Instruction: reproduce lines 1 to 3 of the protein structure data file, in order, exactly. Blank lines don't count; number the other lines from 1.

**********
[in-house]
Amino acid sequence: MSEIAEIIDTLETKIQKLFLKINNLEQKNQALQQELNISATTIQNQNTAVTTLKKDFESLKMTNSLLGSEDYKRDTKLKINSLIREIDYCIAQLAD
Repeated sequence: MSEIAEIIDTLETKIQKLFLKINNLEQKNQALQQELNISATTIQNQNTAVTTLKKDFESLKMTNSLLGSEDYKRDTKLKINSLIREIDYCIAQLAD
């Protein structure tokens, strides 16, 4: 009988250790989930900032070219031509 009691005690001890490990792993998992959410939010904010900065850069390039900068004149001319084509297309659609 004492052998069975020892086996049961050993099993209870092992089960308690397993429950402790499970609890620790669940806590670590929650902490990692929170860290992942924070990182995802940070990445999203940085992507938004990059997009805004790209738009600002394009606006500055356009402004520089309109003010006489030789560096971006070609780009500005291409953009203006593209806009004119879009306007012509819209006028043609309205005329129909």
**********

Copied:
[in-house]
Amino acid sequence: MSEIAEIIDTLETKIQKLFLKINNLEQKNQALQQELNISATTIQNQNTAVTTLKKDFESLKMTNSLLGSEDYKRDTKLKINSLIREIDYCIAQLAD
Repeated sequence: MSEIAEIIDTLETKIQKLFLKINNLEQKNQALQQELNISATTIQNQNTAVTTLKKDFESLKMTNSLLGSEDYKRDTKLKINSLIREIDYCIAQLAD